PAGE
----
November 30, 2014

filmsgraded.com:
All This, and Heaven Too (1940)
Grade: 48/100

Director: Anatole Litvak
Stars: Bette Davis, Charles Boyer, Barbara O'Neil

What it's about. Based on a true story. A lavish Warner Bros costume drama and romance, set in France and starring the studio's most celebrated actress, Bette Davis. She plays Henriette Deluzy-Desportes, the governess of wealthy and powerful politician Duc de Praslin (Charles Boyer). The Duc is unhappily married to the verbally abusive and insanely jealous Duchesse (Barbara O'Neil). The Duc has ended conjugal relations with his mad wife, and she vents her sexual frustrations on the hapless governess.

Nonetheless, the troubled couple have four predictably adorable children. From oldest to youngest, we have adolescent Isabelle (June Lockhart), tweener Louise (Virginia Weidler), school-aged Berthe (Ann Todd), and post-toddler Reynald (Richard Nichols). All bond closely to the governess.

The Duc clearly favors her as well, and even takes her to the theater, which causes a minor Paris scandal. The father of the Duchesse, celebrated French patriot Marechal Sebastiani, gets wind of the rumors and meddles in the marriage.

At this point, Deluzy-Desportes should heed the warnings of the Duc's elderly and eccentric servant Pierre (Harry Davenport). He implores the governess to head for the hills. But like the next victim in a horror movie, she brushes him off.

Inevitably, the crazy wife fires the governess. She refuses to give her a letter of recommendation, requisite for the governess to secure a position. The Duc confronts his shrewish wife, and violently murders her. He is charged, and the former governess is imprisoned as an accessory. Luckily for her, American clergyman Henry Martyn Field (Jeffrey Lynn) comes to her rescue, both legally and romantically.

The plot is framed by scenes set later in America, where our heroine Deluzy-Desportes has taken a position as a boarding school teacher. She is victimized by evil teenaged girls who have learned of her scandalous past. But her tale of woe, unmerited by her Job-like stoicism and virtue, wins them all over.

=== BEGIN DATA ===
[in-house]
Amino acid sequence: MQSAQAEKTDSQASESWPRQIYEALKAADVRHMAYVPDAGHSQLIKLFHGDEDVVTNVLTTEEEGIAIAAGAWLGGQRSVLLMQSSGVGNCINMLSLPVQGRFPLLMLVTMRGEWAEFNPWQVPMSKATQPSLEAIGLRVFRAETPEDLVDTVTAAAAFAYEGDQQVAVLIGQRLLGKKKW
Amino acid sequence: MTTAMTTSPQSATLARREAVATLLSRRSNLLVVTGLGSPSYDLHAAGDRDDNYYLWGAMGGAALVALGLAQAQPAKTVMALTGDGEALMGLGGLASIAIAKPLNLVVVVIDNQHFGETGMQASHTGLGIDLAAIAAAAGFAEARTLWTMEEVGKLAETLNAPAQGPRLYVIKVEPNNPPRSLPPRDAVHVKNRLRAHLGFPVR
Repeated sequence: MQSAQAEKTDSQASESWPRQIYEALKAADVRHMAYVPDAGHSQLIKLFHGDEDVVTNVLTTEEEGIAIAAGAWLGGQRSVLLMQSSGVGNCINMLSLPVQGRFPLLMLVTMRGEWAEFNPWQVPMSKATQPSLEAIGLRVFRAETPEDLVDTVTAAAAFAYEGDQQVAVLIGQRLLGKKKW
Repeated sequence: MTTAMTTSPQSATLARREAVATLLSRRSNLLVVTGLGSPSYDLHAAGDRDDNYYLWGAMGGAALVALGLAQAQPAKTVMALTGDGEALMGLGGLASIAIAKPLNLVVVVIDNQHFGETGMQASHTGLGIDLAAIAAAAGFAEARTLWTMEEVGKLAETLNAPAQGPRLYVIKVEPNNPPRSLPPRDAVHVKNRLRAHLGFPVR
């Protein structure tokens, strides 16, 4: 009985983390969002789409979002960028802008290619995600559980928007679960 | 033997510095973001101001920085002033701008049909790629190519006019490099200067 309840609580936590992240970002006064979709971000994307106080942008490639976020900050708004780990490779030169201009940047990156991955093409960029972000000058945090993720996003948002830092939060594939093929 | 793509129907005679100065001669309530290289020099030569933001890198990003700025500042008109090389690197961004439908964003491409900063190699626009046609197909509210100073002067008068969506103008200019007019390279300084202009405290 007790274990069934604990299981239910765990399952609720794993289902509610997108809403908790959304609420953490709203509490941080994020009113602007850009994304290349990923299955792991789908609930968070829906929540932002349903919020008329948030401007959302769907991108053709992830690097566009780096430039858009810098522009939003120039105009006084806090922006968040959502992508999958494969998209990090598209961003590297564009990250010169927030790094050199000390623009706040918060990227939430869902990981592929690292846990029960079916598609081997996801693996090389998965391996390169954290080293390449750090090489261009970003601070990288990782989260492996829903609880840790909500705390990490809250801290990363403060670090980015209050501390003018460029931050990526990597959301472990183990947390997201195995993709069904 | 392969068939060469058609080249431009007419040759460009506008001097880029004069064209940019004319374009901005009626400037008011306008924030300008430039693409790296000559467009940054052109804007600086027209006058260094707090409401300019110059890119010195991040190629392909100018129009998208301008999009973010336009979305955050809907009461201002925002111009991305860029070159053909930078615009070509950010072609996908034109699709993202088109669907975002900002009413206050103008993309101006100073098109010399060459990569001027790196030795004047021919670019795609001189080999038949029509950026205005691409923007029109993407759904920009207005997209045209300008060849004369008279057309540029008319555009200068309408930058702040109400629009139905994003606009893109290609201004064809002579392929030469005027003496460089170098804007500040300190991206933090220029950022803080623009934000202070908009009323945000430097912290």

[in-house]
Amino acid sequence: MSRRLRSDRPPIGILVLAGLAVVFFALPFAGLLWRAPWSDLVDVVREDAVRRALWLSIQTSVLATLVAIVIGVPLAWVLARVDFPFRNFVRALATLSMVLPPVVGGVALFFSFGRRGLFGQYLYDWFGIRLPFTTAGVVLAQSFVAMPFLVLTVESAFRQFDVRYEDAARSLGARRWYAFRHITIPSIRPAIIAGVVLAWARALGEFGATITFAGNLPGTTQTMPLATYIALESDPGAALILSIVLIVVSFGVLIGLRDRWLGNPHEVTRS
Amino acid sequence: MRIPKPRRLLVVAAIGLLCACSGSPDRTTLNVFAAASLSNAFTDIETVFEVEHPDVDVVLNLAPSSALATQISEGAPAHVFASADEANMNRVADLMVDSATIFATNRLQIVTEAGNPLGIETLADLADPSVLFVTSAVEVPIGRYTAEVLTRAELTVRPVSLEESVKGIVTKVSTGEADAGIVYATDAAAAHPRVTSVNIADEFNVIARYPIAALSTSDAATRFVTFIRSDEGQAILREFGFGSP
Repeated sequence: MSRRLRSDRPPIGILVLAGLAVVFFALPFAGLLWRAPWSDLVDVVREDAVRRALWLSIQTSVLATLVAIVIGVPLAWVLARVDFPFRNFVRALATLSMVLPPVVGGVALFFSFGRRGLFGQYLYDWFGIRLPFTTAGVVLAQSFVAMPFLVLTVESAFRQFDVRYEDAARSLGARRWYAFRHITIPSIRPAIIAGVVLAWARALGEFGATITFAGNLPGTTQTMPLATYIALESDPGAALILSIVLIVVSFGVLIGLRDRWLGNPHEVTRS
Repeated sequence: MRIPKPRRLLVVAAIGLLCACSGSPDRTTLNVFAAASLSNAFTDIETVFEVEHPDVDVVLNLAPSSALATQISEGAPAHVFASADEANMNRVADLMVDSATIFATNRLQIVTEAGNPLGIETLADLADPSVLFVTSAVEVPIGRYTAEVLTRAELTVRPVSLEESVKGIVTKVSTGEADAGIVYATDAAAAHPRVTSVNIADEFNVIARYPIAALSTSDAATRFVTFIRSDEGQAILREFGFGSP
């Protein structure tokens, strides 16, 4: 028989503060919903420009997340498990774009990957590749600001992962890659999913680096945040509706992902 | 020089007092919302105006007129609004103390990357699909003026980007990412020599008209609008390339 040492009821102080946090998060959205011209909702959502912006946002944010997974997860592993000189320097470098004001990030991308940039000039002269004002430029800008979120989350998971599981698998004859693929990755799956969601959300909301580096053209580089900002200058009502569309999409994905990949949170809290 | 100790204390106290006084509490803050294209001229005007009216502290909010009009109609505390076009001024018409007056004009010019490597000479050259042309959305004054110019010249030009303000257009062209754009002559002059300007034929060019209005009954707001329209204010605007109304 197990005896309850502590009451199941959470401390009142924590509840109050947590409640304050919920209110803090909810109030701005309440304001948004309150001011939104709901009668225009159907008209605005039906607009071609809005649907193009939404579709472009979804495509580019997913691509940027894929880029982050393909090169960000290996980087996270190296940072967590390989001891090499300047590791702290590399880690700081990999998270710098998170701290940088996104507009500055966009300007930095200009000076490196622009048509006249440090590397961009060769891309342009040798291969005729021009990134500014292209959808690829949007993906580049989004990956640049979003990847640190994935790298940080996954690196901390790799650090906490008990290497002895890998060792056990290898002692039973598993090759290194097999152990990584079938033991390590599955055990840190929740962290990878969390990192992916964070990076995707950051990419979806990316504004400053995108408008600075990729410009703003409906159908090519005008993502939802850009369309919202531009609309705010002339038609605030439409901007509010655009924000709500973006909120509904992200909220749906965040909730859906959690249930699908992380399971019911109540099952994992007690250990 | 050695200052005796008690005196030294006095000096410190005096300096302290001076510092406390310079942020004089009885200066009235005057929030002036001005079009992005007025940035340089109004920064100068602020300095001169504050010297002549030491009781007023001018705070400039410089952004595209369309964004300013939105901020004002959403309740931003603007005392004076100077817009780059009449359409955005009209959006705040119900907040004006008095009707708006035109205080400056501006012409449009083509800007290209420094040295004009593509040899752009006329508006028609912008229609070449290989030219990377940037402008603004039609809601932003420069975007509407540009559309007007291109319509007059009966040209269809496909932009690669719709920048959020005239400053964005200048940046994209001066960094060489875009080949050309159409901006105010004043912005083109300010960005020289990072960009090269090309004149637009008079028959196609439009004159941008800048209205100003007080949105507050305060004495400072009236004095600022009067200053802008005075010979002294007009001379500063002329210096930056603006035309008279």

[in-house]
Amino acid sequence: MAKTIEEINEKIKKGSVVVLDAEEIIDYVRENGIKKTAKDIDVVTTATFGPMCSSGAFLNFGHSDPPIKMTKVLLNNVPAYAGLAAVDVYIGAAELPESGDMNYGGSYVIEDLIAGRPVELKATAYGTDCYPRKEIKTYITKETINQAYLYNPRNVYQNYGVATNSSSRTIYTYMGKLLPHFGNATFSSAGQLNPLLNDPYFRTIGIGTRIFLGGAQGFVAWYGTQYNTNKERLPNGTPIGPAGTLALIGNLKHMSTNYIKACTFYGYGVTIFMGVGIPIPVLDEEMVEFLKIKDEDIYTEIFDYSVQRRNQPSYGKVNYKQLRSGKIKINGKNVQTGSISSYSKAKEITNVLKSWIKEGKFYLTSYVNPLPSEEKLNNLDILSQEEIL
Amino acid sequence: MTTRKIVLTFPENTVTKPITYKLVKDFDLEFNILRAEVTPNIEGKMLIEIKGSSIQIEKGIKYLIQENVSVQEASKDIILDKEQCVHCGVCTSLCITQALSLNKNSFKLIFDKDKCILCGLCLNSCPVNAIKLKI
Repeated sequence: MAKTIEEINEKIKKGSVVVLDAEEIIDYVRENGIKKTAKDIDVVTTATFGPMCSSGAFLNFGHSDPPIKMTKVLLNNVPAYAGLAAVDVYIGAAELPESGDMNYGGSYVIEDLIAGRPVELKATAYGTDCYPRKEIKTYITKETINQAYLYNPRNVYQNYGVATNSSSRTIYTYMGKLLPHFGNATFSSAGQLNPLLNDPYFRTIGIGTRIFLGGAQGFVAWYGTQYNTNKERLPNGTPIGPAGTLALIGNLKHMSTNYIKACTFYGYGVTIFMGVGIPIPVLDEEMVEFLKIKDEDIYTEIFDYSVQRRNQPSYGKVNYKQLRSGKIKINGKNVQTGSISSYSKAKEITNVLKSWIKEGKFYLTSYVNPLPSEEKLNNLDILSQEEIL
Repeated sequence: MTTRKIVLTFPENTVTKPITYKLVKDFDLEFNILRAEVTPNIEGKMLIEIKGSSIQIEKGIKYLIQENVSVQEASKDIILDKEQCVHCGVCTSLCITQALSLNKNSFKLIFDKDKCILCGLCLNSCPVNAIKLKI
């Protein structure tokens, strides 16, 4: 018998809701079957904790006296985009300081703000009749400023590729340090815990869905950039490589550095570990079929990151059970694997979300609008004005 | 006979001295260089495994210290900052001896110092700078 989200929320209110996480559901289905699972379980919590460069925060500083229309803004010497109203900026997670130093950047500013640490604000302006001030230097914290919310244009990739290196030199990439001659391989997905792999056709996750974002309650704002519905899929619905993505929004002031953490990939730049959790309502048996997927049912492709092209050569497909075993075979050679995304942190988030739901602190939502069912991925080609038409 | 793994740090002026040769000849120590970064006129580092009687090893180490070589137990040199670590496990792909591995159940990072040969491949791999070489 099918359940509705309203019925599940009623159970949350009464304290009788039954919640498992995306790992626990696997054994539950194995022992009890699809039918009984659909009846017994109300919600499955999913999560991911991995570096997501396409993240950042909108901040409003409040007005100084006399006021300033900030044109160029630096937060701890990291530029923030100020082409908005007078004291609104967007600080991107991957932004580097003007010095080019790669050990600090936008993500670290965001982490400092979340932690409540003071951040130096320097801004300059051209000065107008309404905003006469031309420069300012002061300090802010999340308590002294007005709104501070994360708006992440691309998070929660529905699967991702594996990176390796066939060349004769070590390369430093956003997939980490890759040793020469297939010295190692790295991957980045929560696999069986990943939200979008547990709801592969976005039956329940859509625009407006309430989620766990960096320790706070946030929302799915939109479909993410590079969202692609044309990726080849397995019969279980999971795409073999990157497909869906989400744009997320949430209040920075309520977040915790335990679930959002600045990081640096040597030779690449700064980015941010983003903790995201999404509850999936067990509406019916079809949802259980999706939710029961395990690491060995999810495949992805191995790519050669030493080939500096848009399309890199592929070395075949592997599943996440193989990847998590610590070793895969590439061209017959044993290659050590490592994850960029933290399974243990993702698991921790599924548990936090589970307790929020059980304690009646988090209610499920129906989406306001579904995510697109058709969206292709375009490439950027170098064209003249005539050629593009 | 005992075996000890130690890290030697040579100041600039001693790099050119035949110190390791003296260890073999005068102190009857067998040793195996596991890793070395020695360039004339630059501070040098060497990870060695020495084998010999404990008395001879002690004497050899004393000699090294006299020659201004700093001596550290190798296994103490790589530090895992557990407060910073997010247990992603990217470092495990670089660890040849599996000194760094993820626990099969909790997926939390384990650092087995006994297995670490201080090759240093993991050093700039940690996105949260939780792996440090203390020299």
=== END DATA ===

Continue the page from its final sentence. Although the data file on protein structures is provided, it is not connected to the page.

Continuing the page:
How others will see it. This costly Warner Bros prestige film drew generally favorable reviews but moderately underperformed at the box office. It managed three Oscar nominations, including the coveted category of Best Picture. Barbara O'Neil, not unsurprisingly, was given a nod for her intense and villainous performance. The final nominated category was Best Black-and-White Cinematography, which meant that the costly costumes and sets were passed over completely by the Academy Awards.

Today at imdb.com, the movie has a respectable 2729 user votes and a high user rating of 7.7. Men aged 30-44 grade it lowest, at 7.3, while the independent-minded group of women over 45 grade it 8.2. This latter group undoubtedly appreciates Davis' virtue and ultimate redemption, and likely feels more sorry for the Duc than his equally ill-fated wife.

How I felt about it. If the plot favors the Duc and governess at the expense of his shrewish wife, it is at least partly due to the family tree of the author. Rachel Field, who wrote the source novel, was a relative of Henry Martin Field, the magnanimous hero of the movie. The latter Field married Deluzy-Desportes.

Thus, those two characters are relentlessly virtuous and brave, while the mad Duchesse practically asks for what befalls her. The bias toward these characters, and the Duc, make the story less than plausible, despite its True Crime origins.

The first two-thirds of the movie, before the governess is sacked, is more watchable than what follows. But even when the movie has the appearance of great cinema, it remains uncompelling, despite the sterling quality of the cast and production. Davis noticed this and blamed Anatole Litvak, whom she considered rigid in his direction.

It may be, though, that Davis merely disliked her goody-goody character. One wonders whether she would have rather played the Cruella Da Ville wife, which had Academy Award written all over it. Although Davis already had earned her two Best Actress Oscars by 1940, her mantlepiece undoubtedly had room for a Best Supporting trophy.